52 Films by Women – Week 4

This week, as planned, I did some digging into my Agnès Varda box set.  I had previously only seen Cleo from 5 to 7, which I loved, so I was excited to see more.  While now my Varda count is only up to 4, I feel confidant saying I’m hooked.  Varda’s feminist take on film is refreshing.  Her films show a simple but realistic female view in contrast to her male peers.  I look forward to watching her entire filmography.


La Pointe Courte (Agnès Varda, 1955)

For as much as I now love Agnès Varda, this film alone would not have been enough to get me there.  While there’s nothing wrong with film, it very much feels like a first film from someone with no prior experience.  I enjoyed the premise, a study of a small town and the people who lived there, and the fish out of water story of a Paris socialite being introduced to the small town was also intriguing.

What I found lacking was the discipline and voice that a director should bring to a project.  The plot had potential to be brilliant, but the inexperience outweighs the potential.  After this film, Varda’s second outing was Cleo from 5 to 7, so it obviously didn’t take her long to find her groove.


Le Bonheur (Agnès Varda, 1965)

After La Pointe Courte and Cleo from 5 to 7, I would not have expected this.  I think this film is absolutely brilliant.  We’re presented with a perfect family of 4 on an idyllic summer day.  We then follow the husband as he meets and starts an affair with another woman.  In his mind, he is doing nothing wrong as he has so much love to give, but his wife despite initially feigning understanding can’t handle the betrayal.  After a short period of mourning, he ends up continuing his idyllic family life with the mistress as a replacement wife.

Le Bonheur possesses a level of satyr and metaphor that the other films in this set lack.  Her other pieces show us the thoughts and experiences of their characters, and each character has a depth that we get to explore.  I feel a connection to each character.  With Le Bonheur, in contrast, no one stands out.  Instead of focusing on character, it examines familial roles, specifically that of a wife.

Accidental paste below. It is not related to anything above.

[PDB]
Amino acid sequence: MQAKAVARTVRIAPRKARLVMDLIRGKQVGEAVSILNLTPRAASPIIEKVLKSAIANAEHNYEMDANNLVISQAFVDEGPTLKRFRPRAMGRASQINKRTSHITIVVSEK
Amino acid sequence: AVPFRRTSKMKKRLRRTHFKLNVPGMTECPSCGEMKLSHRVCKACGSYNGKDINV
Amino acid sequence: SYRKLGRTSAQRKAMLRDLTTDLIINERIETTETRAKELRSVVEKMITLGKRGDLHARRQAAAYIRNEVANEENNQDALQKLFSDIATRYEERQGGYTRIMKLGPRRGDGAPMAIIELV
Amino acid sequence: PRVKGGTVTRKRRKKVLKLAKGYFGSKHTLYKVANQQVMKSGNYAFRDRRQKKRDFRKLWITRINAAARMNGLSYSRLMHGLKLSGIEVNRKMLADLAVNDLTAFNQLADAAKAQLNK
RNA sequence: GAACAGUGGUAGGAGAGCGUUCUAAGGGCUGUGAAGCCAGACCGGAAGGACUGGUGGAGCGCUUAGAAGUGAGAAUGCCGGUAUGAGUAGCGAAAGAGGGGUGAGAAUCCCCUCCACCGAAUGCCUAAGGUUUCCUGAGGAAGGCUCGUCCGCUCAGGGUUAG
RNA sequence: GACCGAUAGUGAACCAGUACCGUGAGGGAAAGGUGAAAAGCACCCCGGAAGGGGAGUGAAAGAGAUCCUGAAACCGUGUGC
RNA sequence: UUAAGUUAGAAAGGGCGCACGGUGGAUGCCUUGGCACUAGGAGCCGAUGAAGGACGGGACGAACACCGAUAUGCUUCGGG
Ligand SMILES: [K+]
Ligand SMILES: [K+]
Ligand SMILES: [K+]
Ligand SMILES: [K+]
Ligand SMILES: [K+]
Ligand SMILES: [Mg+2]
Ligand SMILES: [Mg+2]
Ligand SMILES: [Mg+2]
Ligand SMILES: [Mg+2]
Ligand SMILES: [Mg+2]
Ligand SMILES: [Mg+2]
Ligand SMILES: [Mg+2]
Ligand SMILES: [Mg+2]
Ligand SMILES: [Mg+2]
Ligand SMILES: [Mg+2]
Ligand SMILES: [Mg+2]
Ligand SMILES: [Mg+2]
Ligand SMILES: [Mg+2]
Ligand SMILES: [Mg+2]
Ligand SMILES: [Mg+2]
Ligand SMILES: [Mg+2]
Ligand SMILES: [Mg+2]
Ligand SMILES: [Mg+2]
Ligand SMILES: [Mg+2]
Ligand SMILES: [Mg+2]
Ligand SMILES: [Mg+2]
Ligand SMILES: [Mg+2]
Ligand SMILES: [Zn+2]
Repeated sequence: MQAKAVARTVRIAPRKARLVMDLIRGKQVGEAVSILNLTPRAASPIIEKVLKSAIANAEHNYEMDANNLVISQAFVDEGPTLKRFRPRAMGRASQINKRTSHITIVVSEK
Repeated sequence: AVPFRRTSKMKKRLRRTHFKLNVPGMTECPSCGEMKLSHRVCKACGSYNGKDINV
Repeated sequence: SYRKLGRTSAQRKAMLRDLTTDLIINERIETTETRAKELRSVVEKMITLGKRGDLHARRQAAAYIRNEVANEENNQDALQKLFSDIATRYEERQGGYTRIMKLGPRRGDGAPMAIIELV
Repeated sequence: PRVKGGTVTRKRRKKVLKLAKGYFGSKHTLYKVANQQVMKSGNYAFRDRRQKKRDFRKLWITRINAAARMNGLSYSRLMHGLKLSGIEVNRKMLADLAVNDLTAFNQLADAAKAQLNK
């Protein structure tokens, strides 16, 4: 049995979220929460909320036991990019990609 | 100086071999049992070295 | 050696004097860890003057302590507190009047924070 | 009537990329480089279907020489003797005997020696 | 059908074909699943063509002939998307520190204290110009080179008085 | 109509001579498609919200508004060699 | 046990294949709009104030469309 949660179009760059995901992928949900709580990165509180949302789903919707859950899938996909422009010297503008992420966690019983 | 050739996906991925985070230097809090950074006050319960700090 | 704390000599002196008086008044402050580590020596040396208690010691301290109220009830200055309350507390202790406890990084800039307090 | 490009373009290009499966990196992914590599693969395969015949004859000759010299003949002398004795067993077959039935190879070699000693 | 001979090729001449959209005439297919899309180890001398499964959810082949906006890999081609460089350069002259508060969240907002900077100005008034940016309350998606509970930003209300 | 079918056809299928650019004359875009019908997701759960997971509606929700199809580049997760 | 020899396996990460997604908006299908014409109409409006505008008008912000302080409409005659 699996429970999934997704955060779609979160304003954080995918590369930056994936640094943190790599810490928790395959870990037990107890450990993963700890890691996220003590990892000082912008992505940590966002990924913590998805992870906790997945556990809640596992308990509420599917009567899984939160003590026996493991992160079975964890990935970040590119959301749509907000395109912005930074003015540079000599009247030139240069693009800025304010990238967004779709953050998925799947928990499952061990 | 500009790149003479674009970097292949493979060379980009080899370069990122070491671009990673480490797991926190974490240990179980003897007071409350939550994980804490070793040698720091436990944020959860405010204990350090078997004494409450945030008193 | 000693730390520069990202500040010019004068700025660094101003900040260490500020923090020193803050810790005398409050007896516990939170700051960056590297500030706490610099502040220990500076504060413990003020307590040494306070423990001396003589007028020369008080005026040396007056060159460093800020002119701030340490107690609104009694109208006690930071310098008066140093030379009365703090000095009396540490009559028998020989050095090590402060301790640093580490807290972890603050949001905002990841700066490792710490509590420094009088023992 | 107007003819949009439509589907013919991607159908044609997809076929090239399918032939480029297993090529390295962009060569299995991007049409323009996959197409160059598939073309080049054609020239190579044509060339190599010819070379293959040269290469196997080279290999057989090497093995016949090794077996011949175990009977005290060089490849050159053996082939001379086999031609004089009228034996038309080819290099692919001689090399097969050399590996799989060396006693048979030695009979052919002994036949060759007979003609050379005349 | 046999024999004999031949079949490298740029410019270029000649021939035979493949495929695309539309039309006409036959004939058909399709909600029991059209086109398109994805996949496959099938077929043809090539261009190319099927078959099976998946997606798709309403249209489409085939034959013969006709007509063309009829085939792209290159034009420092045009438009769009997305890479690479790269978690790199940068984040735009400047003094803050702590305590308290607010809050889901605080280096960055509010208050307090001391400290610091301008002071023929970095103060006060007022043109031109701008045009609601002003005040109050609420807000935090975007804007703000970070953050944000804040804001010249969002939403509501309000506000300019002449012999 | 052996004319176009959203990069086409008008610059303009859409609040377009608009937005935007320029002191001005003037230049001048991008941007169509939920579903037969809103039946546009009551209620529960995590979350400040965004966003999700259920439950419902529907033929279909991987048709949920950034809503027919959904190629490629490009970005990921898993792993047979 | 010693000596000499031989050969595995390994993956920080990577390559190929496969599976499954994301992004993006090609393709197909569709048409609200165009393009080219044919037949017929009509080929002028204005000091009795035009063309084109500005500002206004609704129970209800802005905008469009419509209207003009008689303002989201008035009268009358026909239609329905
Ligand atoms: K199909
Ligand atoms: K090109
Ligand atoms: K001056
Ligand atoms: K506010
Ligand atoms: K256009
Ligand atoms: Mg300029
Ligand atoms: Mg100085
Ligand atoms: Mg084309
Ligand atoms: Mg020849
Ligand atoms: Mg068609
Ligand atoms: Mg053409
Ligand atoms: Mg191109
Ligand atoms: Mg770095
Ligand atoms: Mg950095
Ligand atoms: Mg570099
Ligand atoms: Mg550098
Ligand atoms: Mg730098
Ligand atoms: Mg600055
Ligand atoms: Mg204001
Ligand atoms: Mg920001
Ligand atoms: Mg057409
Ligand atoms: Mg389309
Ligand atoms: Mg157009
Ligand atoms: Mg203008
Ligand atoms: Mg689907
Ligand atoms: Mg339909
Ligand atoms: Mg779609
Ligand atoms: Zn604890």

While never outright funny, a strong level of satire permeates the entire piece.  Between the over-the-top, but appropriate, score to the interactions between each character, nothing is quite life like.  This artificiality is used to attack the stories portrayal of a woman’s role in life as an interchangeable wife.  Varda quite obviously did not believe in that idea, and created a memorable piece of satire to that extent.


Vagabond (Agnès Varda, 1985)

Vagabond, the final film in the set, comes 20 years after Le Bonheur, and is a return to the character driven narrative.  Bookmarked by her death, Vagabond follows the last few weeks of a Mona’s, a drifter, life.  Mona is a lone soul traveling with no home and no direction, but is perfectly fine with that decision.  It’s the people whom she meets that project insecurities and weakness on her.

Despite the lack of ambition and judgement of those around her, the film doesn’t judge her.  We get to follow her, and if not understand her at least see how she chooses to live her life despite the opportunities given by others.  We learn nothing more about why she chose this life, but I feel for her, and the emotional and physical abuse she had to endure during her last few weeks, let alone what she must have gone through before.  With Vagabond, I feel that Varda has returned to where she started, and what she set out to do.  To be a female voice telling the stories of women in a world dominated by men.

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